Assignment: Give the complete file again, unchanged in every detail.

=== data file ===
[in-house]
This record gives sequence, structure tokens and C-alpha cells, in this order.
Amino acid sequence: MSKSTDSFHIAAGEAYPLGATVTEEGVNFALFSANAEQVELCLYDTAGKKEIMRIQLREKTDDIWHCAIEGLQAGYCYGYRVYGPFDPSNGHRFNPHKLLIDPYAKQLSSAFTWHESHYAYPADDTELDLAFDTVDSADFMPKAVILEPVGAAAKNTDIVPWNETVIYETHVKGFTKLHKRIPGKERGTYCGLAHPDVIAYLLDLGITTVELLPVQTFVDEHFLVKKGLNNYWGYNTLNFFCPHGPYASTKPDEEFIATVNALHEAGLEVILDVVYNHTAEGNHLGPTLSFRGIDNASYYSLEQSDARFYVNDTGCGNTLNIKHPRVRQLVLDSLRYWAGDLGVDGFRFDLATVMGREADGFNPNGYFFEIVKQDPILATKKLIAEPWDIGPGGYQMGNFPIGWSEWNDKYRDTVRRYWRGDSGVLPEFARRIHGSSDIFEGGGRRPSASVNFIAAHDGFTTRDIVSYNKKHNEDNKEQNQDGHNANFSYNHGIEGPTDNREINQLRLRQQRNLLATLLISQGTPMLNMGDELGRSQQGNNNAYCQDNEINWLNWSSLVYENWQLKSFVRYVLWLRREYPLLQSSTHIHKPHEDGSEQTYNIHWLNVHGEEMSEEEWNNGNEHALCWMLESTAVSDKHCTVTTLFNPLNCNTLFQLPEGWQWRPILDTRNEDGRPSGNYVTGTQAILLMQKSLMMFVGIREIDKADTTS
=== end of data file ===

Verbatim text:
[in-house]
This record gives sequence, structure tokens and C-alpha cells, in this order.
Amino acid sequence: MSKSTDSFHIAAGEAYPLGATVTEEGVNFALFSANAEQVELCLYDTAGKKEIMRIQLREKTDDIWHCAIEGLQAGYCYGYRVYGPFDPSNGHRFNPHKLLIDPYAKQLSSAFTWHESHYAYPADDTELDLAFDTVDSADFMPKAVILEPVGAAAKNTDIVPWNETVIYETHVKGFTKLHKRIPGKERGTYCGLAHPDVIAYLLDLGITTVELLPVQTFVDEHFLVKKGLNNYWGYNTLNFFCPHGPYASTKPDEEFIATVNALHEAGLEVILDVVYNHTAEGNHLGPTLSFRGIDNASYYSLEQSDARFYVNDTGCGNTLNIKHPRVRQLVLDSLRYWAGDLGVDGFRFDLATVMGREADGFNPNGYFFEIVKQDPILATKKLIAEPWDIGPGGYQMGNFPIGWSEWNDKYRDTVRRYWRGDSGVLPEFARRIHGSSDIFEGGGRRPSASVNFIAAHDGFTTRDIVSYNKKHNEDNKEQNQDGHNANFSYNHGIEGPTDNREINQLRLRQQRNLLATLLISQGTPMLNMGDELGRSQQGNNNAYCQDNEINWLNWSSLVYENWQLKSFVRYVLWLRREYPLLQSSTHIHKPHEDGSEQTYNIHWLNVHGEEMSEEEWNNGNEHALCWMLESTAVSDKHCTVTTLFNPLNCNTLFQLPEGWQWRPILDTRNEDGRPSGNYVTGTQAILLMQKSLMMFVGIREIDKADTTS